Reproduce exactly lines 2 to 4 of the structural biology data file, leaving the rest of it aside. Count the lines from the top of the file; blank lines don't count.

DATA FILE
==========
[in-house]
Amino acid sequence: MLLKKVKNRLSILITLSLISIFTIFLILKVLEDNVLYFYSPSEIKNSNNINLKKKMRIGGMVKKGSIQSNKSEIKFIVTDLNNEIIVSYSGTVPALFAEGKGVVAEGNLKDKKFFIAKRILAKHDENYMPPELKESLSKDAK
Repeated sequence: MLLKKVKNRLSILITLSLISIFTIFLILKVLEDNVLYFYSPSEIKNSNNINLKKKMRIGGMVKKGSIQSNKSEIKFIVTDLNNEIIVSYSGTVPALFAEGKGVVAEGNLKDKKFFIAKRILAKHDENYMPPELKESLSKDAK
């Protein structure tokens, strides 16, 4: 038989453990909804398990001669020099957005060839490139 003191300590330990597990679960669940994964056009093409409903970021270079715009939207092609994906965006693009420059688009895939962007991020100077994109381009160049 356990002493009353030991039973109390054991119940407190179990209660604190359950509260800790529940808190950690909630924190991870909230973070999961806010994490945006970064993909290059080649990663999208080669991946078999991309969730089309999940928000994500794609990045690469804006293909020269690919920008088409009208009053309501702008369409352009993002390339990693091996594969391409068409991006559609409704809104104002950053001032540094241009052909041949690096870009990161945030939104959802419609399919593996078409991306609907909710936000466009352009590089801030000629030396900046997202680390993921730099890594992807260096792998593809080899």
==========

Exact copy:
Amino acid sequence: MLLKKVKNRLSILITLSLISIFTIFLILKVLEDNVLYFYSPSEIKNSNNINLKKKMRIGGMVKKGSIQSNKSEIKFIVTDLNNEIIVSYSGTVPALFAEGKGVVAEGNLKDKKFFIAKRILAKHDENYMPPELKESLSKDAK
Repeated sequence: MLLKKVKNRLSILITLSLISIFTIFLILKVLEDNVLYFYSPSEIKNSNNINLKKKMRIGGMVKKGSIQSNKSEIKFIVTDLNNEIIVSYSGTVPALFAEGKGVVAEGNLKDKKFFIAKRILAKHDENYMPPELKESLSKDAK
């Protein structure tokens, strides 16, 4: 038989453990909804398990001669020099957005060839490139 003191300590330990597990679960669940994964056009093409409903970021270079715009939207092609994906965006693009420059688009895939962007991020100077994109381009160049 356990002493009353030991039973109390054991119940407190179990209660604190359950509260800790529940808190950690909630924190991870909230973070999961806010994490945006970064993909290059080649990663999208080669991946078999991309969730089309999940928000994500794609990045690469804006293909020269690919920008088409009208009053309501702008369409352009993002390339990693091996594969391409068409991006559609409704809104104002950053001032540094241009052909041949690096870009990161945030939104959802419609399919593996078409991306609907909710936000466009352009590089801030000629030396900046997202680390993921730099890594992807260096792998593809080899």